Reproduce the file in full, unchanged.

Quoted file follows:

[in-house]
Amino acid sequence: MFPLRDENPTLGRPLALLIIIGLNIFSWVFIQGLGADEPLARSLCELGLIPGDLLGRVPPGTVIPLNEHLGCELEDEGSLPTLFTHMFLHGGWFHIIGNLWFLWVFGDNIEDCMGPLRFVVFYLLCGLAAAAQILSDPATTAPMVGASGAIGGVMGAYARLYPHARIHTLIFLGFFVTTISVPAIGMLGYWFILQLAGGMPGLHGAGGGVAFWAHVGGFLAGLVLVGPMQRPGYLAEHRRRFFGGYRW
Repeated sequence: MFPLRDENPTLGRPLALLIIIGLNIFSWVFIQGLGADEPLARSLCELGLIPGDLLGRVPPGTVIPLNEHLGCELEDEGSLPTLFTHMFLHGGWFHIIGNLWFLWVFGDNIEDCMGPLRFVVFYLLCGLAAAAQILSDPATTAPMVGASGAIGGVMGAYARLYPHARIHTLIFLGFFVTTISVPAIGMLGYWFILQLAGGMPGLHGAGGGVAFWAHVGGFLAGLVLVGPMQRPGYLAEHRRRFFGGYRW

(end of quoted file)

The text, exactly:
[in-house]
Amino acid sequence: MFPLRDENPTLGRPLALLIIIGLNIFSWVFIQGLGADEPLARSLCELGLIPGDLLGRVPPGTVIPLNEHLGCELEDEGSLPTLFTHMFLHGGWFHIIGNLWFLWVFGDNIEDCMGPLRFVVFYLLCGLAAAAQILSDPATTAPMVGASGAIGGVMGAYARLYPHARIHTLIFLGFFVTTISVPAIGMLGYWFILQLAGGMPGLHGAGGGVAFWAHVGGFLAGLVLVGPMQRPGYLAEHRRRFFGGYRW
Repeated sequence: MFPLRDENPTLGRPLALLIIIGLNIFSWVFIQGLGADEPLARSLCELGLIPGDLLGRVPPGTVIPLNEHLGCELEDEGSLPTLFTHMFLHGGWFHIIGNLWFLWVFGDNIEDCMGPLRFVVFYLLCGLAAAAQILSDPATTAPMVGASGAIGGVMGAYARLYPHARIHTLIFLGFFVTTISVPAIGMLGYWFILQLAGGMPGLHGAGGGVAFWAHVGGFLAGLVLVGPMQRPGYLAEHRRRFFGGYRW